The Cubalaya Chicken
The Cubalaya chicken is considered a dual purpose breed which has been developed in Cuba from the cross-breeding of Oriental game fowl and European birds. As a result, the Cubalaya copes will high humidity and high temperatures. It does not cope so well with very cold temperatures and will need protection during inclement weather. Nor does it cope well with confinement. They do much better if able to move around and forage for themselves. They are active and like their freedom and space.
It is an elegant breed which has inherited the lavish feathering of its European ancestors. The unique feature which prevents it being confused with any other breed is the 'lobster tail'- a downward angling tail. While the Cubalaya comes in a great variety of colours, wheaten hens and black-breasted red cocks are the most common. 'Cenizo' (meaning ashen) or blue-red wheaten is another popular variety in its home country.
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a practical model for working with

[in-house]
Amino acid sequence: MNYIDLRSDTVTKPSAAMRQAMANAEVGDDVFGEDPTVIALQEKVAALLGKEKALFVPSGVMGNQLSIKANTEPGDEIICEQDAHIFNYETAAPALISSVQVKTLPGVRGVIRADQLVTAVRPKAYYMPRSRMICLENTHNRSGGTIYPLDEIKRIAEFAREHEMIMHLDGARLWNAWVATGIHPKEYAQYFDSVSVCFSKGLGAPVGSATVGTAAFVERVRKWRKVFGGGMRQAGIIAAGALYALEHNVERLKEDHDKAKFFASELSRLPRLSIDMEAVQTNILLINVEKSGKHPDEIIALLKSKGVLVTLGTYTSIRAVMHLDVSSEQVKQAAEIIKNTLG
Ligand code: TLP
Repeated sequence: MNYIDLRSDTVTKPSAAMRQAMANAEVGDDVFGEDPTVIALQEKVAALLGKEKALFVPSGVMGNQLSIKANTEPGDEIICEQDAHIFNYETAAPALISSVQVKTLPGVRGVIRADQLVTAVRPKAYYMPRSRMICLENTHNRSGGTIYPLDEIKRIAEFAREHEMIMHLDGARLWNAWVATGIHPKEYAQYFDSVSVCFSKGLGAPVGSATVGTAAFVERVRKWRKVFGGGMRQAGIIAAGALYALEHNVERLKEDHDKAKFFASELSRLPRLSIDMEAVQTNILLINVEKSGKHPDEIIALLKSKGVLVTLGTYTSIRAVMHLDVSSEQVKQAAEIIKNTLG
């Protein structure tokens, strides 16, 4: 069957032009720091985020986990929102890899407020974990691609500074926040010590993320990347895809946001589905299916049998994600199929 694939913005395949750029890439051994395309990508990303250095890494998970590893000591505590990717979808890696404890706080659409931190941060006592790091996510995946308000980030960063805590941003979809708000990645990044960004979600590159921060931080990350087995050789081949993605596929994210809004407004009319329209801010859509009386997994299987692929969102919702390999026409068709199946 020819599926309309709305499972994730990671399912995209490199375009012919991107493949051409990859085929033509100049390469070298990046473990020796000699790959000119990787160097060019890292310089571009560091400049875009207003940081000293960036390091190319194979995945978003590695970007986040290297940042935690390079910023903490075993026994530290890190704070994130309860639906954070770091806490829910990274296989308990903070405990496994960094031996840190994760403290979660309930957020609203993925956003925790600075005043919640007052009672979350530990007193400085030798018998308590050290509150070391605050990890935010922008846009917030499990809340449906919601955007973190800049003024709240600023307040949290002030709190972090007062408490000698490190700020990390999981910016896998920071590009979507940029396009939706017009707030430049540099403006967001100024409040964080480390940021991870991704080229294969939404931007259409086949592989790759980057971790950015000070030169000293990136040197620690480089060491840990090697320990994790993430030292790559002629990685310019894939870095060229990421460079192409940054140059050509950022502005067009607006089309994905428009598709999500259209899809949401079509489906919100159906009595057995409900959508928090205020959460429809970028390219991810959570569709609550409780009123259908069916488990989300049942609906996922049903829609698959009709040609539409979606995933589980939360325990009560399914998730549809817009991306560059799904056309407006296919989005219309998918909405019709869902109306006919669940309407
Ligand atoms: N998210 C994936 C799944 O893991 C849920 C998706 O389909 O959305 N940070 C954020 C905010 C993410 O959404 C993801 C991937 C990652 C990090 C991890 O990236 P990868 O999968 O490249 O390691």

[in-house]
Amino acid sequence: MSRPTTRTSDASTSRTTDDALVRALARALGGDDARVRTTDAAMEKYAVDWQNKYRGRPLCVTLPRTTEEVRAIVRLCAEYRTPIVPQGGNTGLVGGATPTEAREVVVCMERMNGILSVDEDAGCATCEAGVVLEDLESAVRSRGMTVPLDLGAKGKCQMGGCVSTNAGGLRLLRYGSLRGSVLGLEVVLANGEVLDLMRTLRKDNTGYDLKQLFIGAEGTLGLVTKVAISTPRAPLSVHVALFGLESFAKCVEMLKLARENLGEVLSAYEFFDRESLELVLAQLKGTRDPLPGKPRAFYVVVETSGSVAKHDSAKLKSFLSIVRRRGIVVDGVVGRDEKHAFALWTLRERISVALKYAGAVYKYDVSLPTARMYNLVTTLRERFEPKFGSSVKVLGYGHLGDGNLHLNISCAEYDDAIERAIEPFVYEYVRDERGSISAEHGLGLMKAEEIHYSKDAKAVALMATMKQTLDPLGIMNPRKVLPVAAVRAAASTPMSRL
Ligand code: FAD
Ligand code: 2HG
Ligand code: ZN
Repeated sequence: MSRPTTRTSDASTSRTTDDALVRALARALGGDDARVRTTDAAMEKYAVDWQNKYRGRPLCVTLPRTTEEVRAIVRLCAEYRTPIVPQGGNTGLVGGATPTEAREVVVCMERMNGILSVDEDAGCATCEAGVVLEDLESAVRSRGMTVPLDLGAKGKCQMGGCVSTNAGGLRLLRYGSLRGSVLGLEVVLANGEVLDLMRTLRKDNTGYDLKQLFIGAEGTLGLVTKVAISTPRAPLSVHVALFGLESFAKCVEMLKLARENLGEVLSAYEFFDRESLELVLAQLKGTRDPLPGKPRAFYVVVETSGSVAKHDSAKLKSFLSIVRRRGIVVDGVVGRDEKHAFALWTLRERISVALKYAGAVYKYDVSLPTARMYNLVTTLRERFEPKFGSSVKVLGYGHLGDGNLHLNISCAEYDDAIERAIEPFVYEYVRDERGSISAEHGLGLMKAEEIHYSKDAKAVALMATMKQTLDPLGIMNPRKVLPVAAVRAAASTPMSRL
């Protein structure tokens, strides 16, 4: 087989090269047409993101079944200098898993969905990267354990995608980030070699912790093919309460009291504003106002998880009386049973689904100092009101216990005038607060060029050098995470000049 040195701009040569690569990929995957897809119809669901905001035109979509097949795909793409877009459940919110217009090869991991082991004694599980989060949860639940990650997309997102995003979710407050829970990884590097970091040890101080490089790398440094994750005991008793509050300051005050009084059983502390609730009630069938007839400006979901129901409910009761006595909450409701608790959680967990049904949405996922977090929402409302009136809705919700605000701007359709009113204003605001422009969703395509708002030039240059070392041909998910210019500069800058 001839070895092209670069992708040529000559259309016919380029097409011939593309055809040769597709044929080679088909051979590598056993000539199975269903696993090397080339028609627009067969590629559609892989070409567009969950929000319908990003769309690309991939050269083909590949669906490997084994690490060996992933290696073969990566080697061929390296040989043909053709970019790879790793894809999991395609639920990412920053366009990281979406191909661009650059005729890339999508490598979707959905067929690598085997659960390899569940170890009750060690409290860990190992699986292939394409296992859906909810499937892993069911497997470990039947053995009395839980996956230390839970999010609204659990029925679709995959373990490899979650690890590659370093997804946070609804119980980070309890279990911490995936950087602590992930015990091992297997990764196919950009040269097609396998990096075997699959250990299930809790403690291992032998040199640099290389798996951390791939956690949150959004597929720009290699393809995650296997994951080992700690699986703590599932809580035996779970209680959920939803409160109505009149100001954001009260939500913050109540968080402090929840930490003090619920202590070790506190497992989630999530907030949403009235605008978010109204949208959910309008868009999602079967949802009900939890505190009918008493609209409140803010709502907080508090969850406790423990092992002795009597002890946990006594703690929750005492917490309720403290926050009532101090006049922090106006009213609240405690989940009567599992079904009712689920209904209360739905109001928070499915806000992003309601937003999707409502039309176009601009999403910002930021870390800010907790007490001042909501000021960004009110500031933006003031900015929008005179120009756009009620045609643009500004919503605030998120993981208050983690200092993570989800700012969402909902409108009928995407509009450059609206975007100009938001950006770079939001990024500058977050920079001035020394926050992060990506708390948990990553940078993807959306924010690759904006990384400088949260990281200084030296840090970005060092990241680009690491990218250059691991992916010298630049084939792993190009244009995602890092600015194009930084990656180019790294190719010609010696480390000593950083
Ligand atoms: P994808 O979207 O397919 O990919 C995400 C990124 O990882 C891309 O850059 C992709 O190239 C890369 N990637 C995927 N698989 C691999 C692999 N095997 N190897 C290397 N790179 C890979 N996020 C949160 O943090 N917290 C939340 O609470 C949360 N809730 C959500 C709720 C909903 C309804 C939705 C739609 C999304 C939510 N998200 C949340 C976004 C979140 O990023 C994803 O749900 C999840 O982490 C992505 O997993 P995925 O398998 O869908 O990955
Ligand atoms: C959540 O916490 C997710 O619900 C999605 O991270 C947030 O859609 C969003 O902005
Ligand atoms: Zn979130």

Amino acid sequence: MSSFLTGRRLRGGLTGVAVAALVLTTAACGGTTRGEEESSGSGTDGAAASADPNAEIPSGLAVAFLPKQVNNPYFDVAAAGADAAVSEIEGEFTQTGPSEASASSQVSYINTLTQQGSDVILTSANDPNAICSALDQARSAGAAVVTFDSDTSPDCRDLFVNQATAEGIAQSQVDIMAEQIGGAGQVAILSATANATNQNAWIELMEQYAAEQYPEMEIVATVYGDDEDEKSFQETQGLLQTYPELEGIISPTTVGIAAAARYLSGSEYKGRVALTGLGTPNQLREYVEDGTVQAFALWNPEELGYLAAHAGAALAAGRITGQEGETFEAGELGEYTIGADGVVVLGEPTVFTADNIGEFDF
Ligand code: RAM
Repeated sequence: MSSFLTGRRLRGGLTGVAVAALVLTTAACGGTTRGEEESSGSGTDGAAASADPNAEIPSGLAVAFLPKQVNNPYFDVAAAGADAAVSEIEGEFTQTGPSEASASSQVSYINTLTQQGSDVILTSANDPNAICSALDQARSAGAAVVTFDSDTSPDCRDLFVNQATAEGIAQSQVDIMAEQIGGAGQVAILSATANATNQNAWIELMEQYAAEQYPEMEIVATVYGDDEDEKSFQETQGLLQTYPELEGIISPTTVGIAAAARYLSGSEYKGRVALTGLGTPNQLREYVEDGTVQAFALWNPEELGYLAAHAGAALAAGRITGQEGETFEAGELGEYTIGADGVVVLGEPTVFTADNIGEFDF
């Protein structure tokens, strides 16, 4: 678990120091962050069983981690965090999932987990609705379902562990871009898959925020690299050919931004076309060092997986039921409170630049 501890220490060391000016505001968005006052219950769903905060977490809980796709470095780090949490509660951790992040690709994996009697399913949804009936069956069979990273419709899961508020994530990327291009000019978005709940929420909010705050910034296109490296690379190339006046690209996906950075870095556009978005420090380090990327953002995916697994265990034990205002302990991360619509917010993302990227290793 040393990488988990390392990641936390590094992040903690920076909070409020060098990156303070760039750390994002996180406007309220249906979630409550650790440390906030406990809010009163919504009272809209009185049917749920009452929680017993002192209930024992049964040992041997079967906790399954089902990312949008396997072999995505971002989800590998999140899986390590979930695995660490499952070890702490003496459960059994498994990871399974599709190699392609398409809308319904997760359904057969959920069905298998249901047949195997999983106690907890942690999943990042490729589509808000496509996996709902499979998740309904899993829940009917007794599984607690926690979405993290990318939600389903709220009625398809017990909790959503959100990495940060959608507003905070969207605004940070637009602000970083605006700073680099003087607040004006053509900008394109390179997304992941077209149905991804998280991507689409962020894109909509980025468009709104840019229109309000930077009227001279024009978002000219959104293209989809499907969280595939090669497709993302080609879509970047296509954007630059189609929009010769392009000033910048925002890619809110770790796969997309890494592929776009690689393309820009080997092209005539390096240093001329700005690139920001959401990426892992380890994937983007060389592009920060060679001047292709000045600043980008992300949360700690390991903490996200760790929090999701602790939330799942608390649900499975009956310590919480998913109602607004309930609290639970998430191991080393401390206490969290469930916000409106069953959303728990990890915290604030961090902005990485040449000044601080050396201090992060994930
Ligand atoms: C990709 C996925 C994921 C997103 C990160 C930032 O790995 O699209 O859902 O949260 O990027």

domestic fowls, based entirely
on natural systems.
The lobster tail is formed of long saddle feathers which sweep from the bottom of the neck right through to the tail tip creating a cascade of colourful feathers. The stance of the Cubalaya is that of a fighting or game bird but the lethal spurs of most breeds of fighting cocks have been bred out of the Cubalaya. The breed is much more docile than many game breeds although the roosters may still be more aggressive than non-game types.
The standard size weighs from 4 to 6 pounds depending on sex. Bantam hens reach 22 ounces and the cocks 26 ounces. The comb is a pea shape. Wattles, comb and earlobes are all small and a bright red. The eyes are a reddish bay, the legs white and the beak white or horn-coloured. The legs of black Cubalayas are slate coloured. The cream-coloured eggs are of medium size. The hens will go broody and make attentive mothers. Chicks can take a full three years to reach maturity.
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breeds of chickens and bantams.
There is a strong historical content.
In 1935, the breed was recognised by the Cuban National Poultry Association. In 1939, the breed was introduced into the United States and was admitted into the American Poultry Association and the American Bantam Association.
It is an excellent show bird but is quite rare in the States and is now classified as a threatened breed. The black and white varieties are used commercially in Cuba for egg and meat production.
The Cubalaya is friendly and brave with little chickens having little fear of humans or anything else. Perhaps this is why they are so rare!